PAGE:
These projects meet service providers’ operational and technical goals of migrating to NFV for many network functions, while efficiently managing end-to-end connectivity. In those carriers, VNFs are being deployed throughout the networks, and this enables those carriers to provide not only new value-added functions, but also react more quickly to problems.

At this stage in the technology’s evolution, the proper remediation of issues like the “Adele Hello Effect” is determined by the operations staff based on the actionable intelligence. Carriers are working toward the goal, however, of allowing networks to have automatic remediation — including the provisioning of additional resources — in the near future.

What type of remediations? In some cases, the rapid provisioning of parallel circuits or higher-bandwidth circuits to route heavy traffic through a hot spot. In other cases, creating bypasses to route traffic away from hotspots. Another is to add more processing power, such as to spin up additional instances of VNFs to process certain types of data, such as packet filtering or data compression.

All of those options are considered and simulated by the actionable intelligence software, which presents them as suggestions to the network operations staff. It’s not enough to point out a problem; actionable intelligence offers advice as to how to fix it.

It’s important to realise that Big Data analytics and actionable intelligence need to understand multiple layers in the stack – and speak to different operations staff, even within the same service provider.

In the home security scenario above, there’s Layer 2/3 connectivity, handled by one NOC. This ensures that the network connection stays up, and is operating within policy-driven parameters. In other words, our home user still has his Internet.

Meanwhile, there’s Layer 7 application support, in this case for home monitoring via video cameras, detecting failures of video feeds, or detecting events that shouldn’t happen within those video feeds. That’s an entirely different NOC, with different operations teams with different expertise.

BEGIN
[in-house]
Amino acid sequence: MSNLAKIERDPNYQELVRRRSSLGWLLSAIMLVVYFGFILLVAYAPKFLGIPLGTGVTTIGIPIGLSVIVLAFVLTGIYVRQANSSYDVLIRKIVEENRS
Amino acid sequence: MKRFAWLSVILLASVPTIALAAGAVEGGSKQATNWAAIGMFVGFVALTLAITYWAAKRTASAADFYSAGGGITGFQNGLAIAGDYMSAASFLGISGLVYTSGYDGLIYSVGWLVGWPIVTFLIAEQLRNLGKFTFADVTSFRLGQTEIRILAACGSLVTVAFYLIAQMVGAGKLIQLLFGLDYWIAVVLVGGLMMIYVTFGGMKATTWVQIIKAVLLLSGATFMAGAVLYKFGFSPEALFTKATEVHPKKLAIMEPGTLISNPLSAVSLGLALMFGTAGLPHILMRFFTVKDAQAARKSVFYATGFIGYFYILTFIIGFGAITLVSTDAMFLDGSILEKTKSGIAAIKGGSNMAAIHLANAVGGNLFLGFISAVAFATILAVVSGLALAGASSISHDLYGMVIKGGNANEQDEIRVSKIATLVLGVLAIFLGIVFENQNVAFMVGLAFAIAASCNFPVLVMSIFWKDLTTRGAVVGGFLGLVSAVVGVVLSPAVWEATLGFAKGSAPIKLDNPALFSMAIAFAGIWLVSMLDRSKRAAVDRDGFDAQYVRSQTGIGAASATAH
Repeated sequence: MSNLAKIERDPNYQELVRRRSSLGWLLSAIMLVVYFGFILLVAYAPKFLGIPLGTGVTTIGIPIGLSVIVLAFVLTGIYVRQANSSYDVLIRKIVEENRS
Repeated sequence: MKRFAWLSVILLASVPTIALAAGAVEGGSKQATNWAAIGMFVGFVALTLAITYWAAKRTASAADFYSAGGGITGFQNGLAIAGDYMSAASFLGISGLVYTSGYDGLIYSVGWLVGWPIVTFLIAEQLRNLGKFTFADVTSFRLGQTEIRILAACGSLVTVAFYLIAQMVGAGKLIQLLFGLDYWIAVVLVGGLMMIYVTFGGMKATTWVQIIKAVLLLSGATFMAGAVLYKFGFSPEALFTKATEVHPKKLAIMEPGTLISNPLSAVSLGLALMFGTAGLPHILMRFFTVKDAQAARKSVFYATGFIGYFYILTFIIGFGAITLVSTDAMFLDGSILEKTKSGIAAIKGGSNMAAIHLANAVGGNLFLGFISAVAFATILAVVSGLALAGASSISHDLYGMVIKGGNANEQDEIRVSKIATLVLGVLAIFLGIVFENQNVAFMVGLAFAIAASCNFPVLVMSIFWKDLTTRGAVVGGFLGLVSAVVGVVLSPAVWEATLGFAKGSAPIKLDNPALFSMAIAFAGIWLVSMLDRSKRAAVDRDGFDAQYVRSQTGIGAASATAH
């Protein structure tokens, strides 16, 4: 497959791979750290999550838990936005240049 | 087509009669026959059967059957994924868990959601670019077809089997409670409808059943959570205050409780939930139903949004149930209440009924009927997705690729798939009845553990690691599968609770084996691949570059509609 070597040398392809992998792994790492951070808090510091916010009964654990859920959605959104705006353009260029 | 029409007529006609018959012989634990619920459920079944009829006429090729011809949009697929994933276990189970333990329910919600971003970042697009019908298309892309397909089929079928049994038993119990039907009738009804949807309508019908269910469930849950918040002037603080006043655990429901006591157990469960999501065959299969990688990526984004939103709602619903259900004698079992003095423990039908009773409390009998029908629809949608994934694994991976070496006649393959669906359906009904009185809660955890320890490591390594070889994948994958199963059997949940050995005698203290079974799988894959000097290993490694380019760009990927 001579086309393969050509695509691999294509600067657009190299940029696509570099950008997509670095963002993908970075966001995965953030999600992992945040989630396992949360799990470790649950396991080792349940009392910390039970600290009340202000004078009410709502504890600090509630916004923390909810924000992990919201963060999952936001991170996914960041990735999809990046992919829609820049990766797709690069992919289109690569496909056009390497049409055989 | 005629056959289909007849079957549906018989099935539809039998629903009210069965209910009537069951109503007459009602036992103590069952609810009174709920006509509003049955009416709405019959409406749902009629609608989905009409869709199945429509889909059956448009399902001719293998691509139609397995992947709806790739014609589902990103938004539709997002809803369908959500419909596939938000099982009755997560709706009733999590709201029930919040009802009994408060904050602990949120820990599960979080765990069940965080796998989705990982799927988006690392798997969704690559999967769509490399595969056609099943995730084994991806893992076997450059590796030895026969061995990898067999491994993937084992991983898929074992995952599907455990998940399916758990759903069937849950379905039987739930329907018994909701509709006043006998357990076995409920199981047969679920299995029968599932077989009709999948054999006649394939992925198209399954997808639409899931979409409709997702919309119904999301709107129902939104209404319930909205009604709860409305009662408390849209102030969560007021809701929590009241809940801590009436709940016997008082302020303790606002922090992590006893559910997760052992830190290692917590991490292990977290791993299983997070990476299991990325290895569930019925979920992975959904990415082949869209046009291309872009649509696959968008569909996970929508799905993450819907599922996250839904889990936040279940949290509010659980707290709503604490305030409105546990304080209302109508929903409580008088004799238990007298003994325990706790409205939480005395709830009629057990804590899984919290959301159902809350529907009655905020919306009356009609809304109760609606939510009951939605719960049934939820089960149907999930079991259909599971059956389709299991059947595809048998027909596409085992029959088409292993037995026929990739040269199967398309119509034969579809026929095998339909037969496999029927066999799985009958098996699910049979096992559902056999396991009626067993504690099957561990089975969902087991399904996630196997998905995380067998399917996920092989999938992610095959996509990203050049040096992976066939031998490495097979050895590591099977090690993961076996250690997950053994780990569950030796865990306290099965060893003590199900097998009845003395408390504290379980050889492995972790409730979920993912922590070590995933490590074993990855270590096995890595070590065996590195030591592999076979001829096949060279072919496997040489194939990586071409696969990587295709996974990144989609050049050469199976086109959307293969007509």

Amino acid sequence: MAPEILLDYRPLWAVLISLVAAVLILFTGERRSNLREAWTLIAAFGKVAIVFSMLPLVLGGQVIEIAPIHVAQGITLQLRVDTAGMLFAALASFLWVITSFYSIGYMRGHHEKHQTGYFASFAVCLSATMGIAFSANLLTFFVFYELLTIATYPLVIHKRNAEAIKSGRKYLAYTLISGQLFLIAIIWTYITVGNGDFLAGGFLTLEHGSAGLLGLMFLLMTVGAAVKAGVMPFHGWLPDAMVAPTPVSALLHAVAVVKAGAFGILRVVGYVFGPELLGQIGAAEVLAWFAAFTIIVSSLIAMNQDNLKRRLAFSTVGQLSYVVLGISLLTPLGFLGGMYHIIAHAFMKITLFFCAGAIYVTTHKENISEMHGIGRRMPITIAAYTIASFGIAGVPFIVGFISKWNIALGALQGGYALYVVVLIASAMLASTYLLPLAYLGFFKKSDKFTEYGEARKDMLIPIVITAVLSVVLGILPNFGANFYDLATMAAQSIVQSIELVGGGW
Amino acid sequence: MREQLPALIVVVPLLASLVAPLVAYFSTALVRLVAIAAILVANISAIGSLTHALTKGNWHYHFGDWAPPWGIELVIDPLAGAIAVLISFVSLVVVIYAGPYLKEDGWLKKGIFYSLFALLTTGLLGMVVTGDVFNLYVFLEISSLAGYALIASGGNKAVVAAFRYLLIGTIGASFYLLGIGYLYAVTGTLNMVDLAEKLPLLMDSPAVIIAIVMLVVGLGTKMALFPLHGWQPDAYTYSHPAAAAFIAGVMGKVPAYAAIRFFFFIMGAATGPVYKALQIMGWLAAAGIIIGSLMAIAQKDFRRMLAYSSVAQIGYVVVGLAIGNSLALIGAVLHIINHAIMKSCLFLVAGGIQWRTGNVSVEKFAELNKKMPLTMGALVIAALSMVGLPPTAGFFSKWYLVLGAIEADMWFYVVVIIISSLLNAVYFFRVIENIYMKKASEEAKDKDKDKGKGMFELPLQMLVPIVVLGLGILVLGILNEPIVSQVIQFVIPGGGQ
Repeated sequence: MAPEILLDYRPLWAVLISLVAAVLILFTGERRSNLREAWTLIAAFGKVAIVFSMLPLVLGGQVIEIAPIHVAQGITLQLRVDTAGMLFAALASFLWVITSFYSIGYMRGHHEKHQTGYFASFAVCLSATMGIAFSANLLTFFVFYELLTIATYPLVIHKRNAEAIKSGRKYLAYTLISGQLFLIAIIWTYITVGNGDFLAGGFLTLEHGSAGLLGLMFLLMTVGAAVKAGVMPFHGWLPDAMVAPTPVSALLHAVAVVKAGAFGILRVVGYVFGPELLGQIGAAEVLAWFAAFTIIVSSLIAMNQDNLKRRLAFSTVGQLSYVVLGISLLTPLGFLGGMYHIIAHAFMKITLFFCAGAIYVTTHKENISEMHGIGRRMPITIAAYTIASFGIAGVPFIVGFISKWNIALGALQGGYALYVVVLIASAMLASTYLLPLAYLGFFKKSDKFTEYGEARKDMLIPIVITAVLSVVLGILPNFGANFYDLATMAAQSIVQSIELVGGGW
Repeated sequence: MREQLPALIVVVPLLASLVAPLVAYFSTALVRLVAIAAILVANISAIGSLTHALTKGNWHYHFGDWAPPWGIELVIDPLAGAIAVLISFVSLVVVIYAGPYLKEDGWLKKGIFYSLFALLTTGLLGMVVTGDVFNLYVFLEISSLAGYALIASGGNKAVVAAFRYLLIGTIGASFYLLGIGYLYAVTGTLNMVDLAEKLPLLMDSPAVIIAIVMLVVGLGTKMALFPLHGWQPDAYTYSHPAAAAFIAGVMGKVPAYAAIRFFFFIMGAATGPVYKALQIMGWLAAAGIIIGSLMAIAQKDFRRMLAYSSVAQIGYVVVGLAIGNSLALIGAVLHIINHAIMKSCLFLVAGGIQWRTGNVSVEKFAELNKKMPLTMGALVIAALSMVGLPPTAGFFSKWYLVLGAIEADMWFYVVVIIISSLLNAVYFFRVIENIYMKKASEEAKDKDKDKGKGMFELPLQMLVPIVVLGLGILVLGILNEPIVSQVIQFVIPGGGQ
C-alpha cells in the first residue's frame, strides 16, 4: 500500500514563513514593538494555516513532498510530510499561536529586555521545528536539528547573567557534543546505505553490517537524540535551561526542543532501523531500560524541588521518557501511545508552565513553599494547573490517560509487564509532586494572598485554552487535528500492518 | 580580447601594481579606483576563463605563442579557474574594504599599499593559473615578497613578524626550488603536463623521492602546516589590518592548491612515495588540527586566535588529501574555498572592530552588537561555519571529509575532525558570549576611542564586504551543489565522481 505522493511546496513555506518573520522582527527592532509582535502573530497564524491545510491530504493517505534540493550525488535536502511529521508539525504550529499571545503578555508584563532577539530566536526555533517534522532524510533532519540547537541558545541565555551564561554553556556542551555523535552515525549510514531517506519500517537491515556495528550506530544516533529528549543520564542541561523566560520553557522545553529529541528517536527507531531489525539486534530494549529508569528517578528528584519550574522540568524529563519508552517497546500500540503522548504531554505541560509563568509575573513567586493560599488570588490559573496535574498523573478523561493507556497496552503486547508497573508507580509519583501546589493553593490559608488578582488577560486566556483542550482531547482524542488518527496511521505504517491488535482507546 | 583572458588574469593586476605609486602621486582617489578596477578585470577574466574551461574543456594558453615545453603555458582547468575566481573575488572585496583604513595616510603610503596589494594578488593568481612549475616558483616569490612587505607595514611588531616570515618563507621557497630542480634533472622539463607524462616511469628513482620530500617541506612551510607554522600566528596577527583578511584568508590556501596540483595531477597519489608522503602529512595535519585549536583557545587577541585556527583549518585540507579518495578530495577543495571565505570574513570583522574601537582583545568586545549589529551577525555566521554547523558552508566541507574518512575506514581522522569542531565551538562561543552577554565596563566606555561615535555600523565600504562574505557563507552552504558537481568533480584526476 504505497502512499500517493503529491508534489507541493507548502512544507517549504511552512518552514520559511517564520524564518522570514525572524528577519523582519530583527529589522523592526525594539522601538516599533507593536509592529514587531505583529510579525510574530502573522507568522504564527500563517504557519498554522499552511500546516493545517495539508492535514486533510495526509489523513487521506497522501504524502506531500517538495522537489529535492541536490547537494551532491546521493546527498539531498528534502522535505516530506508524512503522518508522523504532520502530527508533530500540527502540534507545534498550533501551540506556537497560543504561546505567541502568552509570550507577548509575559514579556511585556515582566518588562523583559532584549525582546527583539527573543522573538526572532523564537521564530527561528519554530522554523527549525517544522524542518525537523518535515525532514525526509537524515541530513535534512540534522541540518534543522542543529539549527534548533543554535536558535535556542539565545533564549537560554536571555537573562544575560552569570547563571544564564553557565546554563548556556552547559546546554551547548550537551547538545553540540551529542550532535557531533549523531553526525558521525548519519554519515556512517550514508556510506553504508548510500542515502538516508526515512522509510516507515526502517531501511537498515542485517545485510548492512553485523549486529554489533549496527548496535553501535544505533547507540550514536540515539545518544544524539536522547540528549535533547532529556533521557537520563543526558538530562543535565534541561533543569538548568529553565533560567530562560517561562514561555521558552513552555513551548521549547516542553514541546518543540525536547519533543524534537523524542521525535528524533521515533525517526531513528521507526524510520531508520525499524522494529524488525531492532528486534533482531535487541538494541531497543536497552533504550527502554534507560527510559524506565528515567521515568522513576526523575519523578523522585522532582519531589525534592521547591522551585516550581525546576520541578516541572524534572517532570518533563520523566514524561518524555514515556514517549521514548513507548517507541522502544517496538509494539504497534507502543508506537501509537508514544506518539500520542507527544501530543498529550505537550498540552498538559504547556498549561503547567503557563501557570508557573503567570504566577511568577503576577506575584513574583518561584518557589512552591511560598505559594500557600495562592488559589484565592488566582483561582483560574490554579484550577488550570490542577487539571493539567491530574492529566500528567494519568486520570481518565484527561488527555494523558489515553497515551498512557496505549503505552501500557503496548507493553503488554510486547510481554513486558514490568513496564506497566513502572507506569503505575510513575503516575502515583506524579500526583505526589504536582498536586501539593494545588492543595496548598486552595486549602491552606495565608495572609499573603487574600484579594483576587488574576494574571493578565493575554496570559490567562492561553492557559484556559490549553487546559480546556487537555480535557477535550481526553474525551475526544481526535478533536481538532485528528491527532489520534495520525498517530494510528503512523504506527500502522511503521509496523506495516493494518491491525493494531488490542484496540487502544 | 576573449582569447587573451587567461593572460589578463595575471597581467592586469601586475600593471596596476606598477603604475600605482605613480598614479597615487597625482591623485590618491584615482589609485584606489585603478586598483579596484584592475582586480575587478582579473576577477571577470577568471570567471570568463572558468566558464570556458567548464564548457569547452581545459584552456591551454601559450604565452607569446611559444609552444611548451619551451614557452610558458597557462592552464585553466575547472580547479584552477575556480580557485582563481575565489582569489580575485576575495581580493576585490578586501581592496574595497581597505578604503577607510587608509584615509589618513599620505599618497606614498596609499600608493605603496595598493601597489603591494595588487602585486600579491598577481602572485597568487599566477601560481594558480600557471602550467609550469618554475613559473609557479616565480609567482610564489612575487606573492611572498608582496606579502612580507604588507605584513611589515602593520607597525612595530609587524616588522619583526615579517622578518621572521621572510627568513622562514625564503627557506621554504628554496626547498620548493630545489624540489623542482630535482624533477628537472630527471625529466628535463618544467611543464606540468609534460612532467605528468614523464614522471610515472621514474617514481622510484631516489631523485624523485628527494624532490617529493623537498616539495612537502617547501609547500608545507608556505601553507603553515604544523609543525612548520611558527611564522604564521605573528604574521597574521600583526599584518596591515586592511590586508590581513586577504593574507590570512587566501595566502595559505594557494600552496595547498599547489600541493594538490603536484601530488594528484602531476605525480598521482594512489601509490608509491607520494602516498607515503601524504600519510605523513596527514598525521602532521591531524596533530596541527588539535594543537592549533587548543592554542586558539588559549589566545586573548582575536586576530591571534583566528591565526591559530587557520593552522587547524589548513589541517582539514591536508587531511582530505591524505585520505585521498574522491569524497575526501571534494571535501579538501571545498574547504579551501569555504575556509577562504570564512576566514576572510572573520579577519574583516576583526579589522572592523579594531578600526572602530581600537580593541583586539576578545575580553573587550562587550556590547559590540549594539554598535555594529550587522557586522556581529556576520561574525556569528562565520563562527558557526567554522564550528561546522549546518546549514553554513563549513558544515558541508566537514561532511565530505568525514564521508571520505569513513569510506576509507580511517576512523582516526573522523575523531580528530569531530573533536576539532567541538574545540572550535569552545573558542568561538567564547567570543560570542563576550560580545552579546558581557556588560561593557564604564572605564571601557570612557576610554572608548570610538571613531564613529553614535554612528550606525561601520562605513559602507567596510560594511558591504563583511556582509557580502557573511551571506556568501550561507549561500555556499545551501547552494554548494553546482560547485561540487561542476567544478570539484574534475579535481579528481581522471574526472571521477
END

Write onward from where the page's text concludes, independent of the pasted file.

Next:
Degradation of the video security monitoring service may have totally different indications – and remediation processes – than for basic Internet connectivity, especially if the Big Data analytics is gathering data not only for this one customer, but for all customers in that neighborhood, in that city, or across the entire service provider network.

This isn’t red light/green light. Big Data analytics isn’t required to spot service failures; that technology exists and service providers have solved those problems and know how to solve them.

This is even true in hybrid networks which combine both virtual and physical network functions — and let’s be honest and admit that no matter how attractive SDN/NFV are, many or most carriers will operate hybrid networks for years to come.

The next step to improve carrier competitiveness — and customer satisfaction — is to identify more subtle network connectivity and application problems in real time, determine how to address them, and then allocate resources to solve the problem.

Those problems will only be identified through network instrumentation through NFV, data gathering, Big Data analytics, and the delivery of actionable intelligence to network operators. With trials like those being done today, the next step in the evolution of networks is already here.

Article by Chris Purdy, CTO, CENX